FDA has approved a new drug Ozanimod for the treatment of multiple sclerosis


he U.S. Food and Drug Administration has approved ozanimod, an immune-modulating therapy invented at Scripps Research, for the treatment of adults with relapsing forms of multiple sclerosis.

The drug is also in advanced clinical development for adults and children with moderate-to-severe ulcerative colitis and Crohn’s disease.

In patient studies supporting ozanimod’s New Drug Application, those who took the once-daily oral medicine experienced significantly less disease progression – including fewer relapses and preservation of the brain from atrophy – than those who received standard care, with very few side effects.

The drug, licensed to Bristol Myers Squibb, will be sold under the trademarked name Zeposia.

“Today’s FDA approval of ozanimod is a celebratory milestone for the multiple sclerosis community, which is in need of new, intelligent drug interventions to help patients control the progression of their disease,” says Hugh Rosen, MD, PhD, who invented ozanimod along with fellow Scripps Research professor Edward Roberts, PhD, and their laboratory colleagues.

Nearly 1 million people in the United States are living with multiple sclerosis, according to the National MS Society, and approximately 85 percent of those patients are diagnosed with the relapsing forms of the disease that ozanimod is designed to treat.

In multiple sclerosis, the immune system mistakenly attacks myelin sheath, the protective layer that surrounds nerves in the brain.

This disrupts the flow of information within the brain and between the brain and body, bringing about symptoms that can range from numbness and bladder issues to vision problems and muscle paralysis.

Ozanimod works by acting on certain types of immune cells called lymphocytes that are centrally involved in the autoimmune attack on myelin sheath.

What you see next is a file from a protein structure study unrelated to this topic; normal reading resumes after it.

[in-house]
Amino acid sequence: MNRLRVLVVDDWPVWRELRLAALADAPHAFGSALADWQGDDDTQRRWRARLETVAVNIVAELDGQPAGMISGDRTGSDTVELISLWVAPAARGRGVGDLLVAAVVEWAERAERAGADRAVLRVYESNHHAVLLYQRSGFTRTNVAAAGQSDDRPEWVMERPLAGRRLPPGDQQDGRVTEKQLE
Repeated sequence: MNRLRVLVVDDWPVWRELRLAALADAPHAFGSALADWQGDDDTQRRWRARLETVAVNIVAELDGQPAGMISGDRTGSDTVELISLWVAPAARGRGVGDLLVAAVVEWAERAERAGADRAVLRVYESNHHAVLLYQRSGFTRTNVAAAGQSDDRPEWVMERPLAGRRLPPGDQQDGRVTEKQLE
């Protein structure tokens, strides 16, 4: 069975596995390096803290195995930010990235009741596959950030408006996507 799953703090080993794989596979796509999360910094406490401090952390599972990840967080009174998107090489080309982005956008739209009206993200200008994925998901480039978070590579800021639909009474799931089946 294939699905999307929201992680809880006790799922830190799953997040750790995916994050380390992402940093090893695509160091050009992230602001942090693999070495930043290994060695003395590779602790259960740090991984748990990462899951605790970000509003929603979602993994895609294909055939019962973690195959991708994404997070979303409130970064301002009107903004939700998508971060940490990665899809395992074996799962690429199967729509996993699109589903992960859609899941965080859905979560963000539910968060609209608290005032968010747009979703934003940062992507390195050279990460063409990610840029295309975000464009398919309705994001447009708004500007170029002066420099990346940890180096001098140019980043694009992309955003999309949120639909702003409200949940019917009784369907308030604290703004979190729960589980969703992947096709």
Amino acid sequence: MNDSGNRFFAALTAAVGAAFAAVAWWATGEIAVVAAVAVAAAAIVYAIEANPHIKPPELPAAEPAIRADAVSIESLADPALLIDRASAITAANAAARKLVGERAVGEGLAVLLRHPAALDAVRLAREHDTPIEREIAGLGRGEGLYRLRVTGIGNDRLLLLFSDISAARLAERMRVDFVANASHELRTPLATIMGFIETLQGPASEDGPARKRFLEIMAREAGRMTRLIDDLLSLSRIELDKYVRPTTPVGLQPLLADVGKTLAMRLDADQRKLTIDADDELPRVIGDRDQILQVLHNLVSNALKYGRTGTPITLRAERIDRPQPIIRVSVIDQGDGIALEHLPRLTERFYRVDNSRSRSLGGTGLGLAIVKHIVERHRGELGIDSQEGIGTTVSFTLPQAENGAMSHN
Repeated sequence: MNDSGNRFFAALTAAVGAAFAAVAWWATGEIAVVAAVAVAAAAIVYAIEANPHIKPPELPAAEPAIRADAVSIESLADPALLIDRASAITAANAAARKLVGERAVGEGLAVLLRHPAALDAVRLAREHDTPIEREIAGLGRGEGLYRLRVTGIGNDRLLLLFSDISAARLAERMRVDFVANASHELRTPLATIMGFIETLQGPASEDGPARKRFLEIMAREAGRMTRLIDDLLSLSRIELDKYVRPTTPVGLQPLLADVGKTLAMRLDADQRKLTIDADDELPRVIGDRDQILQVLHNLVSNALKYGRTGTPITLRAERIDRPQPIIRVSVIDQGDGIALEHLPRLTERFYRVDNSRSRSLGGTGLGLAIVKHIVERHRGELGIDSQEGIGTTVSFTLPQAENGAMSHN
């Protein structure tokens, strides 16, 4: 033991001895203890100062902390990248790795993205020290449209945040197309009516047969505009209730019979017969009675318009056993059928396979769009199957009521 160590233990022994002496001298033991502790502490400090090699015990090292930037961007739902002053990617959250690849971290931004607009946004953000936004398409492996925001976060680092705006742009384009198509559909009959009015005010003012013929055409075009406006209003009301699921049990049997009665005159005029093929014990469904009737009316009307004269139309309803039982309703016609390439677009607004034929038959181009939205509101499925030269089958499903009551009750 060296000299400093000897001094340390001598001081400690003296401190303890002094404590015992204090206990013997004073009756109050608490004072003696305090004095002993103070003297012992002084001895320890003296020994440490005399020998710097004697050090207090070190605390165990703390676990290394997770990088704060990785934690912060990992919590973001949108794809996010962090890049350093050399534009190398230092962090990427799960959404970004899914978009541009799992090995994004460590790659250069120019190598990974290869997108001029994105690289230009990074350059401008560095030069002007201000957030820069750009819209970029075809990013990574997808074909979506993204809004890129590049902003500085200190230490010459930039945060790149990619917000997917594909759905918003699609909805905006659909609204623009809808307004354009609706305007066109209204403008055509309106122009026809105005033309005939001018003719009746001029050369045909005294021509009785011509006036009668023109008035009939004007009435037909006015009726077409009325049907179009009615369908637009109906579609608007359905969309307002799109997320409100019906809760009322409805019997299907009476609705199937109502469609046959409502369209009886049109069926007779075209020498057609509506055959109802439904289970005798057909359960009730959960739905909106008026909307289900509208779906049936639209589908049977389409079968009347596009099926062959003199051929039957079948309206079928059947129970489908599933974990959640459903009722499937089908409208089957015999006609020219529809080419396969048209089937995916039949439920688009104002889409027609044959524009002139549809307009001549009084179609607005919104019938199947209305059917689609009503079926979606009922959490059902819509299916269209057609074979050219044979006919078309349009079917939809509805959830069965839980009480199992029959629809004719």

It binds to receptors on the cells’ surface, keeping them from reaching the brain.

As a result, the number of activated lymphocytes is decreased, diminishing the immune attack.

The fundamental discoveries that led to ozanimod were reported by Rosen, Roberts and their Scripps Research colleagues in a series of papers from 2002 to 2008. In 2009, Scripps Research licensed ozanimod to biotechnology startup Receptos, which Celgene purchased in 2015 for $7.3 billion. Celgene was acquired by Bristol Myers Squibb in 2019.

Ozanimod is also being studied as a treatment for forms of inflammatory bowel disease, with late-stage clinical trials underway for ulcerative colitis and Crohn’s disease, for which it is a first-in-class treatment.

Nearly 1 million people in the United States are living with multiple sclerosis, according to the National MS Society, and approximately 85 percent of those patients are diagnosed with the relapsing forms of the disease that ozanimod is designed to treat.

The ozanimod approval for multiple sclerosis is the latest in a string of FDA-approved drugs to originate from Scripps Research’s laboratories, following on most recent approval of tafamidis for the rare but often fatal heart disease known ATTR-CM.

Scripps Research also invented drugs that have been brought to market to treat more than a dozen other conditions with major unmet medical needs, including arthritis, lupus, respiratory distress syndrome, gastric cancer, metastatic non-small cell lung cancer, hemophilia, anthrax inhalation and neuroblastoma.

Additional drugs are in development for more than 10 other conditions, ranging from osteoarthritis to Parkinson’s disease, with several in clinical trials.

“There are hardly any other academic institutions in the world that have the multidisciplinary expertise to discover a new disease-modifying compound and generate clinical data in support of its development,” Rosen says.